Consumers more cautious about credit - even when rewarded

WM Circle Logo

By: Wise Marketer Staff |

Posted on May 13, 2002

Most consumers in the US aren't influenced by reward programmes when choosing between credit or cash for a transaction, according to a regular survey carried out for the Cambridge Consumer Credit Index in New York. And consumers are becoming increasingly cautious about taking on new debt...

The monthly nationwide telephone poll of a thousand adults, conducted by International Communications Research (ICR), found that 76% of Americans are not swayed by the lure of accumulating frequent flyer miles or other reward points when deciding whether to use a credit card or pay by cash or cheque. The remaining 24% said that reward programmes do encourage them to use credit cards instead of paying by cash or cheque. A surprising 63% of consumers said they don't even have credit cards offering rewards points or rebates. Jordan Goodman, spokesperson for the Index, commented, "It is surprising that only a quarter of American consumers are influenced by the many frequent flyer points, hotel rewards and other rebates, since they are constantly being bombarded by offers from credit card marketers."

How debts appear
In conjunction with the Index, the Cambridge Credit Counselling Corporation is now releasing its monthly survey of people who have asked for credit counselling services during the past month. Representatives asked callers for the main reason why they needed help with their debts. Of the 1,671 people who answered, this was the order of their responses:

  1. I am frustrated with high bank rates and fees (26%)
  2. My income has been reduced - either from a lower salary, less overtime or redundancy (23%)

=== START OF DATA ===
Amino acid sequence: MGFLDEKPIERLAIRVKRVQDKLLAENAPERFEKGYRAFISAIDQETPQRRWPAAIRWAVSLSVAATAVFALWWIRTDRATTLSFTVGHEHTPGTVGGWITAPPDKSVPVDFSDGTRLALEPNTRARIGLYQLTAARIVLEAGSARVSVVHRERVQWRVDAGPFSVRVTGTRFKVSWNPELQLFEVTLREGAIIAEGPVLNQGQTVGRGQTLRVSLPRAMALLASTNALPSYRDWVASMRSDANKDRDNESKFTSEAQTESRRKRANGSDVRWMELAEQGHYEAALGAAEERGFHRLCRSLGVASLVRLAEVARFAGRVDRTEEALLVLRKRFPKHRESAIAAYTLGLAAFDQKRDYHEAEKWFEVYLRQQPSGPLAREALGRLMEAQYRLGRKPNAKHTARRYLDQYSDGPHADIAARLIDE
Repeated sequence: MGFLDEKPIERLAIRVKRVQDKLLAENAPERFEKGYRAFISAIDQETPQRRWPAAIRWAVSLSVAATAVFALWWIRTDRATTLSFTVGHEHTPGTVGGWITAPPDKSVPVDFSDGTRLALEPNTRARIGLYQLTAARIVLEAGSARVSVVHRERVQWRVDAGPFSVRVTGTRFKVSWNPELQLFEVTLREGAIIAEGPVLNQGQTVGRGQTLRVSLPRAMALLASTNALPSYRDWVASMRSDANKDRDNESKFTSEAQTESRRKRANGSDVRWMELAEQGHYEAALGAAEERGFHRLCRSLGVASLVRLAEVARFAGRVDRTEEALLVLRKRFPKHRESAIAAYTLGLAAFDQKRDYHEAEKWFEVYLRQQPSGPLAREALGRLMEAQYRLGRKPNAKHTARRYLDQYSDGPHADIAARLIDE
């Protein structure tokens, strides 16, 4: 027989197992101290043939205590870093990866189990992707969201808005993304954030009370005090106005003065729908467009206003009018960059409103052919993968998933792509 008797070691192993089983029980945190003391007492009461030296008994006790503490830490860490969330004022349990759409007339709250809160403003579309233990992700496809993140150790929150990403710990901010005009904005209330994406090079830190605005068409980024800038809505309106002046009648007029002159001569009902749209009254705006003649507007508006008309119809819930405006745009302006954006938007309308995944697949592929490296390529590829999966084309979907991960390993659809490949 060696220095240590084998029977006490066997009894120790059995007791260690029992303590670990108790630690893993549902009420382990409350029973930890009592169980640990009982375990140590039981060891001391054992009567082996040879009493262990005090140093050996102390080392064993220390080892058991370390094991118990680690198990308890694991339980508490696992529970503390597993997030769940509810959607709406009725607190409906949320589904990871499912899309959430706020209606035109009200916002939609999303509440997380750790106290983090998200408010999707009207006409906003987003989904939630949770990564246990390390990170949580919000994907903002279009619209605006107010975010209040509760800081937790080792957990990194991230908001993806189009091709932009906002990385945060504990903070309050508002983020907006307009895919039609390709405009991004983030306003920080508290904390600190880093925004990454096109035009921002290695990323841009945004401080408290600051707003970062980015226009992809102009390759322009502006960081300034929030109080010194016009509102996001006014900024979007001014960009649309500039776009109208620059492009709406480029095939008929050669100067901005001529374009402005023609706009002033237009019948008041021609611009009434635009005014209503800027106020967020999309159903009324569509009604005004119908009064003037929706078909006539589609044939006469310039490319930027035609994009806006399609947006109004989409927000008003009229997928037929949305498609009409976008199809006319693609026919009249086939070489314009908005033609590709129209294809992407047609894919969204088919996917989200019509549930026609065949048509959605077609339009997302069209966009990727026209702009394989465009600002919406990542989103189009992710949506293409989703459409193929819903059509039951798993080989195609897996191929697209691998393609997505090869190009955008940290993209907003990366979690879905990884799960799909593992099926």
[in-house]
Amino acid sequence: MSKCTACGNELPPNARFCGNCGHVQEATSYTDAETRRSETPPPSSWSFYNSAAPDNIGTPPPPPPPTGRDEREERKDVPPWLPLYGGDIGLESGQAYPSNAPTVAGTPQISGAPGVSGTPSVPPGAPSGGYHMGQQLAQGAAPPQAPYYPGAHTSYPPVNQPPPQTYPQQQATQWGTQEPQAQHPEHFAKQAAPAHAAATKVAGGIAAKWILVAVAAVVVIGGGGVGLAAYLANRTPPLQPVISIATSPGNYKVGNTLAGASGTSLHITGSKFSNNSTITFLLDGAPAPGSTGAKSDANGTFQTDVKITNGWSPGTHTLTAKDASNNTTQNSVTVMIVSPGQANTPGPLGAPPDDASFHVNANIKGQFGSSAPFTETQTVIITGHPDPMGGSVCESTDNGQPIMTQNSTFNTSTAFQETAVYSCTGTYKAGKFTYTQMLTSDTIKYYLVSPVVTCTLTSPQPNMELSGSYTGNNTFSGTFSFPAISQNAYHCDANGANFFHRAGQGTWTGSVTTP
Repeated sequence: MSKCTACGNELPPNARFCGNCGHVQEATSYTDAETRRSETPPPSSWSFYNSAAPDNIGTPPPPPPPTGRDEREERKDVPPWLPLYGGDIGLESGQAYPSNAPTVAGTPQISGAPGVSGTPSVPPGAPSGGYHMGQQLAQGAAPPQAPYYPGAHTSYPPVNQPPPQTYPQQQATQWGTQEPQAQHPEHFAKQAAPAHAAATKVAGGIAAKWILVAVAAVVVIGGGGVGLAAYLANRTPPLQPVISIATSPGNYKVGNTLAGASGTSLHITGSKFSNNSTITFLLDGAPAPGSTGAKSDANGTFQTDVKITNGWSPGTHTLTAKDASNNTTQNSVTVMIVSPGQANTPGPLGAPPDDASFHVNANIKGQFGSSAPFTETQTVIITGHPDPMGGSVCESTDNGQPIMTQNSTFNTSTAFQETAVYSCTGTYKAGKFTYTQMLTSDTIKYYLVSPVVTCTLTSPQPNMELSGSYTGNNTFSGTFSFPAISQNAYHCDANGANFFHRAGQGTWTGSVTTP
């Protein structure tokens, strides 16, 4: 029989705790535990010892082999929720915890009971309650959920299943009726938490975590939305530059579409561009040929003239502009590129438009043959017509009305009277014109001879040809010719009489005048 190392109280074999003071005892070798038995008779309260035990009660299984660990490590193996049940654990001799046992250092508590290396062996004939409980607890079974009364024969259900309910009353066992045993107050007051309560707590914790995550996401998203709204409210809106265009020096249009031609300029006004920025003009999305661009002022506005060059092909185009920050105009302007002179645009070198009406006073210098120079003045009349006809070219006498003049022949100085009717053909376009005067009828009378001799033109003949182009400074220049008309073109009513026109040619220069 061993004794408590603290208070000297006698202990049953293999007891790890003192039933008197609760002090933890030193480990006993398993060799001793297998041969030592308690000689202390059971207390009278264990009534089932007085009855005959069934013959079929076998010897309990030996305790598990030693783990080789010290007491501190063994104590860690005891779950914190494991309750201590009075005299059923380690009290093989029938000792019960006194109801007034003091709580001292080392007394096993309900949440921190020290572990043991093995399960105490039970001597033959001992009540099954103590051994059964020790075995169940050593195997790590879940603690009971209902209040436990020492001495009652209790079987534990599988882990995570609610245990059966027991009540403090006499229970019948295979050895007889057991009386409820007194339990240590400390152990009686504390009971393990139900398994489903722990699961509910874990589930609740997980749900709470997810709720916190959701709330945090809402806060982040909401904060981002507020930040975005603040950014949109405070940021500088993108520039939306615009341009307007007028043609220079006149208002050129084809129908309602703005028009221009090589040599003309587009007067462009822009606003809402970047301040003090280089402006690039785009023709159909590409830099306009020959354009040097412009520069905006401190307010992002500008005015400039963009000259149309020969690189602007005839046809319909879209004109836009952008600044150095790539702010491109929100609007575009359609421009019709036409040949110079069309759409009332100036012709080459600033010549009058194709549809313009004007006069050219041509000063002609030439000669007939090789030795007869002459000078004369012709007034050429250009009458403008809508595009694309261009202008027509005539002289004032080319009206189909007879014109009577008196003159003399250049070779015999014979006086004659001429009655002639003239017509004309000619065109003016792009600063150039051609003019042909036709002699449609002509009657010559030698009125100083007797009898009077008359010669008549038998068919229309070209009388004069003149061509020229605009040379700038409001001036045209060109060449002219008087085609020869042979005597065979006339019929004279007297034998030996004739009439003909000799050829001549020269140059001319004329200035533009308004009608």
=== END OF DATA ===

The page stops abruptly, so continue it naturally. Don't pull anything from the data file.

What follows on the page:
3. My lack of financial education caused me to take on too much debt (15%)
  4. I got into too much debt by overspending (13%)
  5. I want to improve my ability to achieve future financial goals like buying a house or saving for retirement (11%)
  6. Large medical expenses forced me to take on huge debts (5%)
  7. Other reasons (4%)
  8. My recent divorce or widowhood forced me to take on large debts (3%)

New levels of caution
During the month of May 2002, the Cambridge Consumer Credit Index has fallen six points to 51 - the biggest drop since the index was launched in December 2001. When the index falls it means that Americans are, on the whole, paying off debt rather than increasing it. The index is a composite view of the answers to three main questions:

  1. In the past month, have you taken on more debt or paid off debt?
    The index reads 56 on this question, unchanged from April. In May, 28% of Americans say they have taken on more debt, with 19% taking on a little and 9% taking on a lot more debt. Conversely, 72% have paid off debt, with 49% paying off a little and 23% paying off a lot. In April, 28% of consumers had taken on more debt while 72% had paid off debt, indicating that the number of Americans taking on debt and paying of their revolving debt did not change during the month.
  2. In the next month, do you anticipate taking on more debt or paying off debt?
    The index reads 34 on this question, down two points from April. In May, 17% plan to take on more debt, with 3% planning to take on a lot and 13% planning to take on a little debt. Conversely, 83% plan to pay off debt, with 59% paying off a little and 25% paying off a lot. In April, 18% planned to take on debt and 82% planned to pay off debt.
  3. In the next six months, do you expect to take on debt because you are thinking of making a major purchase such as a car, education, appliance, medical procedure, furniture or carpeting?
    The index reads 62 on this question, down 16 points from April. In May, 31% of Americans plan to take on more debt to make such purchases, with 9% taking on a lot of debt and 22% taking on a little more debt. In contrast, 69% of Americans plan to pay off debt in the next six months, with 50% expecting to pay off a little and 19% expecting to pay off a lot. In April, 39% planned to take on more debt, while 61% planned to pay off debt.

While the short-term indicators remained stable, the enormous drop in plans to take on debt over the next six months shows that consumers are becoming more cautious in their spending plans.

More Info: